Proprietary and commercial RTOSs provide a variety of ways to handle these critical memory issues. Enea OSE Systems' OSE RTOS offers a Memory Management System (MMS) that uses the block and segment methodology (Figure 1). To enhance the system's capabilities, the MMS works in conjunction with a Program Handler that is charged with carrying out the essential tasks of loading and unloading programs. This way, memory protection as well as memory allocation and de-allocation, become an integral part of the hot-swapping process.
Proper memory handling must work in conjunction with seamless communication between the parts of the system that are running and the parts that are being upgraded or replaced. During a hot-swap operation, new software operating on the replaced or upgraded board must automatically re-establish communication with the rest of the system, and vise versa. While the system keeps running, the new software should be loaded without interruption. At times, the new software must execute in parallel with the older version in order to provide the most rapid switchover during the transition. Then, facilitated by the system's memory-handling capabilities, resources allocated by the older version are automatically reclaimed and put to use for the new version.
In the OSE RTOS, much of the effectiveness of such an operation can be attributed to the duplication and check-pointing of primary processes, provided in this case by the OSE Link Handler. The Link Handler allows interprocess communication to happen in the same manner whether the application uses a single CPU or a vast number of CPUs distributed throughout a system.
For the application designer, the Link Handler allows the use of "logical" versus "physical" channels. In other words, the designer need only think of which processes must communicate, not how they must communicate. To do this, the Link Handler creates local images of processes happening in remote locations, on other CPUs (Figure 2). The application designer need only deal with the "logical" channel and not worry about where particular processes are located in the distributed system. However, the processes need to know when anything happens that breaks the corresponding physical channel – for example, if a board is removed during an upgrade operation. To make this possible, the local image of a process will only exist when the entire physical channel is functional, such that notification is only necessary when the local image is removed. In this case, supervising a process becomes a local request, easily handled by the operating system. Using local images, the Link Handlers can establish complete supervision of the logical channels between processes.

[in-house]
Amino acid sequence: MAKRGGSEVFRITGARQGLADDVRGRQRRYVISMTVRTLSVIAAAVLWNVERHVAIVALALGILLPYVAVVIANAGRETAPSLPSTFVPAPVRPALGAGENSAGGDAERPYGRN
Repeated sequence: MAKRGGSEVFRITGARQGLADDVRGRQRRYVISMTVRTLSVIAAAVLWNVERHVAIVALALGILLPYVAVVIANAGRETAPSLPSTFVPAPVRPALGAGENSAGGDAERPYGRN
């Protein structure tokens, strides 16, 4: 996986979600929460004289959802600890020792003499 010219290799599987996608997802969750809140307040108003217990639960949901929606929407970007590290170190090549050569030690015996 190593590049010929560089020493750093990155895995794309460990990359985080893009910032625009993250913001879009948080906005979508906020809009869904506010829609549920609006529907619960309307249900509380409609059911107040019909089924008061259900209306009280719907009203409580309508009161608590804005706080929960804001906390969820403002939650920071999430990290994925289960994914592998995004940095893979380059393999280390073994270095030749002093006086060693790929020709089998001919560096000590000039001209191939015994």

OSE's Link Handler is only one component of a system that supports hot-swapping in CompactPCI. The system also should have an open interface to protocol stacks, to allow for any kind of physical link and transmission protocol (Figure 3).
CompactPCI architecture has been carefully planned to simplify the integration, exchange and upgrade of peripheral devices. However, while the power and multi-length signal pins on the CompactPCI connector are staged to support hardware hot swapping, it is the RTOS that enables complete hardware and software hot-swap capability and allows design engineers to build high-availability systems quickly and efficiently. The design team using CompactPCI should ensure at the outset that the RTOS to be built or bought is fully able to support hot-swapping. Otherwise, the final application will not benefit from CompactPCI's technology advantages, advantages that were designed specifically for telecommunications applications and other applications requiring high speed computing and modular and robust packaging. By spending the time to identify the right RTOS for the application, be it proprietary or commercial, the user will benefit from reduced time-to-market, reduced costs and a more powerful, reliable system.
Contributed by: Enea OSE Systems Inc., 5949 Sherry Lane, Suite 625, Dallas, TX 75225. Tel: (214) 346-9339; Fax: (214) 346-9344; Email: email@example.com